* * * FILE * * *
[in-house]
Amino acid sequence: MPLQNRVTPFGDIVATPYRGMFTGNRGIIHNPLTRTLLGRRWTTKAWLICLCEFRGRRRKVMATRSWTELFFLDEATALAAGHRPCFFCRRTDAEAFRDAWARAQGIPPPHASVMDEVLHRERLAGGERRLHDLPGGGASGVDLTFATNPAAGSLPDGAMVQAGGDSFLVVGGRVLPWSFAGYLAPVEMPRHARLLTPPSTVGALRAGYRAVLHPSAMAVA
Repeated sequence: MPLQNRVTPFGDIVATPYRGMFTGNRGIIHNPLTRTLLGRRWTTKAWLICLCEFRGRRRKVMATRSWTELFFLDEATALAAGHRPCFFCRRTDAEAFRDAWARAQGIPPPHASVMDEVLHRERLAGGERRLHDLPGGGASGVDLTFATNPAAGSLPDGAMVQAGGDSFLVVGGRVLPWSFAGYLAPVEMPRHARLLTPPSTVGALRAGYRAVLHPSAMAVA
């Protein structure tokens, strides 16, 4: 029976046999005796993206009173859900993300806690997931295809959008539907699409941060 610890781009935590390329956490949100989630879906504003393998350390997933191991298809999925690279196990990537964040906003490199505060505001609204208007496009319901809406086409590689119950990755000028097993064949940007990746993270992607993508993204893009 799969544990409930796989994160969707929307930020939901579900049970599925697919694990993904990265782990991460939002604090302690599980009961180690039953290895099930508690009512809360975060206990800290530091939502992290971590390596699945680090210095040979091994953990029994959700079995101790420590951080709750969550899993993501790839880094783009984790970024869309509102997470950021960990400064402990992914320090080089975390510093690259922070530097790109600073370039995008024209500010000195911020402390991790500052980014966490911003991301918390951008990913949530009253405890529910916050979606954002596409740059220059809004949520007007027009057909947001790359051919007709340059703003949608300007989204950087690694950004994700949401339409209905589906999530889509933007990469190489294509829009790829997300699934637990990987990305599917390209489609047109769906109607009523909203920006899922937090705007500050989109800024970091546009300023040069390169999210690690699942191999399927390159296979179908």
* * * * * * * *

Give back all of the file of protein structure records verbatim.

[in-house]
Amino acid sequence: MPLQNRVTPFGDIVATPYRGMFTGNRGIIHNPLTRTLLGRRWTTKAWLICLCEFRGRRRKVMATRSWTELFFLDEATALAAGHRPCFFCRRTDAEAFRDAWARAQGIPPPHASVMDEVLHRERLAGGERRLHDLPGGGASGVDLTFATNPAAGSLPDGAMVQAGGDSFLVVGGRVLPWSFAGYLAPVEMPRHARLLTPPSTVGALRAGYRAVLHPSAMAVA
Repeated sequence: MPLQNRVTPFGDIVATPYRGMFTGNRGIIHNPLTRTLLGRRWTTKAWLICLCEFRGRRRKVMATRSWTELFFLDEATALAAGHRPCFFCRRTDAEAFRDAWARAQGIPPPHASVMDEVLHRERLAGGERRLHDLPGGGASGVDLTFATNPAAGSLPDGAMVQAGGDSFLVVGGRVLPWSFAGYLAPVEMPRHARLLTPPSTVGALRAGYRAVLHPSAMAVA
């Protein structure tokens, strides 16, 4: 029976046999005796993206009173859900993300806690997931295809959008539907699409941060 610890781009935590390329956490949100989630879906504003393998350390997933191991298809999925690279196990990537964040906003490199505060505001609204208007496009319901809406086409590689119950990755000028097993064949940007990746993270992607993508993204893009 799969544990409930796989994160969707929307930020939901579900049970599925697919694990993904990265782990991460939002604090302690599980009961180690039953290895099930508690009512809360975060206990800290530091939502992290971590390596699945680090210095040979091994953990029994959700079995101790420590951080709750969550899993993501790839880094783009984790970024869309509102997470950021960990400064402990992914320090080089975390510093690259922070530097790109600073370039995008024209500010000195911020402390991790500052980014966490911003991301918390951008990913949530009253405890529910916050979606954002596409740059220059809004949520007007027009057909947001790359051919007709340059703003949608300007989204950087690694950004994700949401339409209905589906999530889509933007990469190489294509829009790829997300699934637990990987990305599917390209489609047109769906109607009523909203920006899922937090705007500050989109800024970091546009300023040069390169999210690690699942191999399927390159296979179908």